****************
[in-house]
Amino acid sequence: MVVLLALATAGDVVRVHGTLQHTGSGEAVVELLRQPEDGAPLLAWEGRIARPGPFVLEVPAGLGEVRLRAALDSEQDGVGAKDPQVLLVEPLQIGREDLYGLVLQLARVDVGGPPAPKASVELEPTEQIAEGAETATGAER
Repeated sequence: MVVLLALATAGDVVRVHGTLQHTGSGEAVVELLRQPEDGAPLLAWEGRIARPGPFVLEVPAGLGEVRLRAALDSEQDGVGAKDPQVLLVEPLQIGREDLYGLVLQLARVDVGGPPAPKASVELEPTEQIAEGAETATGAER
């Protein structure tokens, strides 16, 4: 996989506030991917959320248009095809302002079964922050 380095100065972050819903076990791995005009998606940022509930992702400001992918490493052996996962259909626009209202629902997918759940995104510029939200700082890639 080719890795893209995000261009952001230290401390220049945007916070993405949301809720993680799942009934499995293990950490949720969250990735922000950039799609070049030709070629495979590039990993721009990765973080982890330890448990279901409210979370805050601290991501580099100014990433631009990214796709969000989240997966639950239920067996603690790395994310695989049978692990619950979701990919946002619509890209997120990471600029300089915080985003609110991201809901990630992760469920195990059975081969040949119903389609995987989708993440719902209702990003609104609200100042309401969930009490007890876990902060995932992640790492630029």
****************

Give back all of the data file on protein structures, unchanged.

[in-house]
Amino acid sequence: MVVLLALATAGDVVRVHGTLQHTGSGEAVVELLRQPEDGAPLLAWEGRIARPGPFVLEVPAGLGEVRLRAALDSEQDGVGAKDPQVLLVEPLQIGREDLYGLVLQLARVDVGGPPAPKASVELEPTEQIAEGAETATGAER
Repeated sequence: MVVLLALATAGDVVRVHGTLQHTGSGEAVVELLRQPEDGAPLLAWEGRIARPGPFVLEVPAGLGEVRLRAALDSEQDGVGAKDPQVLLVEPLQIGREDLYGLVLQLARVDVGGPPAPKASVELEPTEQIAEGAETATGAER
């Protein structure tokens, strides 16, 4: 996989506030991917959320248009095809302002079964922050 380095100065972050819903076990791995005009998606940022509930992702400001992918490493052996996962259909626009209202629902997918759940995104510029939200700082890639 080719890795893209995000261009952001230290401390220049945007916070993405949301809720993680799942009934499995293990950490949720969250990735922000950039799609070049030709070629495979590039990993721009990765973080982890330890448990279901409210979370805050601290991501580099100014990433631009990214796709969000989240997966639950239920067996603690790395994310695989049978692990619950979701990919946002619509890209997120990471600029300089915080985003609110991201809901990630992760469920195990059975081969040949119903389609995987989708993440719902209702990003609104609200100042309401969930009490007890876990902060995932992640790492630029």